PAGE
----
Photo by Tim Nicholson

For example, Bear Lake currently has 14 inches of snow. It is critical to make wise choices to keep our national park rangers and first responders out of harm’s way. Protect wildlife. Obey speed limits and be aware of wildlife. During the closure, due to lack of vehicular traffic, park rangers have observed more wildlife congregating adjacent to or on internal park roads. Rocky Mountain Conservancy continues to offer Rocky-themed merchandise available on their website at Details and updates on park operations and services will continue to be posted on the park’s official website at or call the park’s Information Office at (970) 586-1206. For information on Trail Ridge Road, call the Trail Ridge Road status recorded phone line at (970) 586-1222.

Photo by David Kempkes

Photo by Robert Burns

Photo by Kris Hazelton

22 » Friday, May 29, 2020

Ace Hardware Presents Scholarships To EPHS Graduates Last Saturday, members of our local Ace Hardware leadership team were pleased to present scholarships to some EPHS graduates. From left to right, Tom Housewright, Manager, Esabella Burkhardt, Arden Thompson, Matthew Turner, Paulina Tapia Bernal, Olivia Hamel, Kari Hamel, Manager, Lou Golitko, Manager. Congratulations to the recipients. Courtesy photo

EPHS Class Of 2020: Give thanks. Be grateful. Keep learning. By: Wendy Koenig, Mayor Town of Estes Park, Estes Park High School Class of 1973

Each May, when a school year draws to its close, a unique opportunity presents itself for us to ponder the annual rite of passage through which students in our local schools advance from one grade to the next. The way one lesson builds on a previous lesson, and each experience sets the stage for the ones that follow.

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Culminating with students, after advancing 12 times, graduating from Estes Park High School. Entering adulthood. And applying their learning in pursuit of desired futures. Now, on the auspicious occasion of the Class of 2020 getting on with their lives, three things are front of mind for me. First, and foremost I extend a very special congratulation to each and every one of the 66 students who stayed the course-despite the challenge of Covid19-to meet the educational requirements for graduating from Estes Park High School. Celebrating your accomplishment, you stood strong and true as you paraded through the campus last Friday. Good for you. I am a firm believer that opportunity resides in chaos. A belief born out of my life-experiences that is exemplified by

your parade. For that reason, my most fervent hope is that each of you will, amidst the craziness of these times, grab hold of the opportunity that is deservedly yours, run with it like the wind, and create your unique future. Second, I want to acknowledge that education, although involving much singular effort, is rarely a singular accomplishment. Graduation is an accomplishment most often shared by parents-earned with sleepless nights, extra shifts at work, countless sacrifice, and non-questioning love. An accomplishment that is enabled by the selfless dedication of teachers, principals, coaches, clergy and church leaders, scout leaders, and countless other people who commit their lives to helping students learn, develop and thrive. To each of you, I offer a grateful thanks and heartfelt job well done.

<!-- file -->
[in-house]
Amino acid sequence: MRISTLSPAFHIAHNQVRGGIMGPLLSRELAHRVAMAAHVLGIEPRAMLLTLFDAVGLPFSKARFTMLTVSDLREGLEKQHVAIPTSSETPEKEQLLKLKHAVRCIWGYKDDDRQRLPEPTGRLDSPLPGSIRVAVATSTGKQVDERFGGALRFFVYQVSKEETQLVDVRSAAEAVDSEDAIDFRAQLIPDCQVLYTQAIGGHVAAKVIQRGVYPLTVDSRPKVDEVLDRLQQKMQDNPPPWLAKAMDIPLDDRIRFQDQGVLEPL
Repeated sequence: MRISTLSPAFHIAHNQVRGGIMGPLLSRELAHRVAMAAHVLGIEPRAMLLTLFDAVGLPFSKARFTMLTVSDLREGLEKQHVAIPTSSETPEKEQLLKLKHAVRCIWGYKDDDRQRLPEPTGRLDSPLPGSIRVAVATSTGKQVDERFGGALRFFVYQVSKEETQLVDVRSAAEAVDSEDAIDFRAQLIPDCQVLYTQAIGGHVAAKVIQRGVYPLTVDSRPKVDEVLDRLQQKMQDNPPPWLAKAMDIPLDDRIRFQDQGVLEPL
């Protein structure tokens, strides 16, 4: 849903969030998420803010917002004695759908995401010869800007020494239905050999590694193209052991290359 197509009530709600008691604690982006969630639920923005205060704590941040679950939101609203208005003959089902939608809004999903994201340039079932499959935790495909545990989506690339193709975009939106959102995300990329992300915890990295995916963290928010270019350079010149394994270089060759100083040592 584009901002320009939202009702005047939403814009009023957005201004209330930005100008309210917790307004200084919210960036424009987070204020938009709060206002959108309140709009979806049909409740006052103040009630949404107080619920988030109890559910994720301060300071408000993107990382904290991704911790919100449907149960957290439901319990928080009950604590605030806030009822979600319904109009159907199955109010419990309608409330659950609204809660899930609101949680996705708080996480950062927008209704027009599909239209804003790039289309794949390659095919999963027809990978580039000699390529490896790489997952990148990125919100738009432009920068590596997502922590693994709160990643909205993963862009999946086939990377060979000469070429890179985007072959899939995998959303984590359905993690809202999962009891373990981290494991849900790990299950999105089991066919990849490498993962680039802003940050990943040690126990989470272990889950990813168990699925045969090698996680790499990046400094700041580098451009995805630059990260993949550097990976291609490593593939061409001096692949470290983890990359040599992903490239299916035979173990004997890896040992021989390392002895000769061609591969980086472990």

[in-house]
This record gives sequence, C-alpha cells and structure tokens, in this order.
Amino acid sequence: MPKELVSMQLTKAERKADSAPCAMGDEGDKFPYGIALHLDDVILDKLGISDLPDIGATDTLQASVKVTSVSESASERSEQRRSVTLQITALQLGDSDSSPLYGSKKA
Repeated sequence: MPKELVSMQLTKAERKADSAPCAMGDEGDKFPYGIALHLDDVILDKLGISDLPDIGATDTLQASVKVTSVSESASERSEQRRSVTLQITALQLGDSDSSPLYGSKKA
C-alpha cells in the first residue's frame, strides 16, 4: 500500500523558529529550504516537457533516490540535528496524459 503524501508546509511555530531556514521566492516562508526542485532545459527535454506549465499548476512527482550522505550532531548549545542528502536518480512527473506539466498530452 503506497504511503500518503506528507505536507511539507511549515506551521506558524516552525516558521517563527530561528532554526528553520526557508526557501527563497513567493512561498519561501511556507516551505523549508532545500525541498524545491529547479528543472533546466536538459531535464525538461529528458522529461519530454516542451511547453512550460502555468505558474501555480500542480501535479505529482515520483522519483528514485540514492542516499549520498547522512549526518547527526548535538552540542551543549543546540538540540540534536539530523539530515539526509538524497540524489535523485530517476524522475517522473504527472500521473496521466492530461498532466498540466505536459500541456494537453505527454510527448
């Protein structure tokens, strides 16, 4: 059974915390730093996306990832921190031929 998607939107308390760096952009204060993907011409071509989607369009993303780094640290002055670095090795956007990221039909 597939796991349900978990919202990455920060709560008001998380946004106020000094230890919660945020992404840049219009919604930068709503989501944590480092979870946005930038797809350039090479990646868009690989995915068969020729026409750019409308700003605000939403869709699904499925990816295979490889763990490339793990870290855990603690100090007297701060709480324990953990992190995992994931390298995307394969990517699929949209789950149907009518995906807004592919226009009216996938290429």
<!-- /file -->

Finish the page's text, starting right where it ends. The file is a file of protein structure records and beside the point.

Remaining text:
Third, while the light of accomplishment still shines brightly on the Class of 2020, let’s consider the role education plays in our respective lives. Think about fruits born from seeds planted during our days in school. Honor seed-planters. Recognize benefits we daily derive from knowing how to learn and achieve. Realize that the knowledge and experience of one person ripples through others. And such collective ripples form the foundation upon which our community rests. We— individually and collectively—are the sum total of our education. Now, with the addition of the Estes Park High School Class of 2020, the sum total of the Estes community increases. Let’s give thanks. Be grateful. Keep learning.

Congratulations, Nicolas! June 5 Full Moon

EPHS Class of 2020 I am so very proud of you. I love you with all my heart! Mama

Friday, May 29, 2020 « 23

Library Summer Services: New Formats And Familiar Favorites A new season has arrived, and summertime Library services offer a happy balance of traditional favorites and new conveniences alike. We’re working nimbly to adapt services in ways that support our community’s needs and interests. As Health Orders allow, the building will open soon. For now, though the building remains temporarily closed, our commitment to serve you remains as strong as ever. Curbside Library Service has been popular since its debut one month ago. We’ve filled hundreds of “to-go orders,” using a model innovated by our great local restaurants. As they bring delicious cuisine to our tables, we’re serving learning and culture from the library menu. Many of you have told us—in person and in writing—how enjoyable it’s been to access all the books, movies and audio from the library’s shelves once again. We invite you to try curbside service. Meanwhile, we’re working on ways to make it easier to schedule your pick-up times. And we’ll soon introduce Personalized Book Bundles, where you can simply tell us a favorite author or subject area, and we’ll pull items based on your interests. Watch for details coming soon. Curbside will expand to offer additional services this summer. That includes distribution of all the reading incentives (prizes) that are part of the 2020 Summer Reading Program, made possible by the literacy supporters of the Library Friends & Foundation. This annual celebration of reading and community is now underway. Readers of all ages are encouraged to register at the library’s website and log reading minutes—books, magazines, audiobooks, family read-alouds, and time reading